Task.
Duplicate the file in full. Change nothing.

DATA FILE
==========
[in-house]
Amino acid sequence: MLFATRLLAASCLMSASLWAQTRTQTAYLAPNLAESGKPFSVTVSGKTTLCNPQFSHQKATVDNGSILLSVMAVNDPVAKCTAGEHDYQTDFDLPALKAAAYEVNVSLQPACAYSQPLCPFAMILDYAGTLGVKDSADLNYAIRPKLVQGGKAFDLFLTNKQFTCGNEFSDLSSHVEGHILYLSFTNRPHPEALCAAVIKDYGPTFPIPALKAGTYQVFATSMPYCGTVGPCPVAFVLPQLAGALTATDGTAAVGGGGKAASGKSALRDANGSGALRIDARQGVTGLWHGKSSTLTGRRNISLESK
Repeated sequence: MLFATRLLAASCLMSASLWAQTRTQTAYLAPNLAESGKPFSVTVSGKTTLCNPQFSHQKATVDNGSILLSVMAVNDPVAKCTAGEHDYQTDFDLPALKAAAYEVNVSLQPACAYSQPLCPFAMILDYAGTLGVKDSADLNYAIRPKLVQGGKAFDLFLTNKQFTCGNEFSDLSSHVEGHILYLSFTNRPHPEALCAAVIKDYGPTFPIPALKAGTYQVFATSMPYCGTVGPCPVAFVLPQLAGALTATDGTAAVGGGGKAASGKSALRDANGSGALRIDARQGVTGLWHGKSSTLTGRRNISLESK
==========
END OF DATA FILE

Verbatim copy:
[in-house]
Amino acid sequence: MLFATRLLAASCLMSASLWAQTRTQTAYLAPNLAESGKPFSVTVSGKTTLCNPQFSHQKATVDNGSILLSVMAVNDPVAKCTAGEHDYQTDFDLPALKAAAYEVNVSLQPACAYSQPLCPFAMILDYAGTLGVKDSADLNYAIRPKLVQGGKAFDLFLTNKQFTCGNEFSDLSSHVEGHILYLSFTNRPHPEALCAAVIKDYGPTFPIPALKAGTYQVFATSMPYCGTVGPCPVAFVLPQLAGALTATDGTAAVGGGGKAASGKSALRDANGSGALRIDARQGVTGLWHGKSSTLTGRRNISLESK
Repeated sequence: MLFATRLLAASCLMSASLWAQTRTQTAYLAPNLAESGKPFSVTVSGKTTLCNPQFSHQKATVDNGSILLSVMAVNDPVAKCTAGEHDYQTDFDLPALKAAAYEVNVSLQPACAYSQPLCPFAMILDYAGTLGVKDSADLNYAIRPKLVQGGKAFDLFLTNKQFTCGNEFSDLSSHVEGHILYLSFTNRPHPEALCAAVIKDYGPTFPIPALKAGTYQVFATSMPYCGTVGPCPVAFVLPQLAGALTATDGTAAVGGGGKAASGKSALRDANGSGALRIDARQGVTGLWHGKSSTLTGRRNISLESK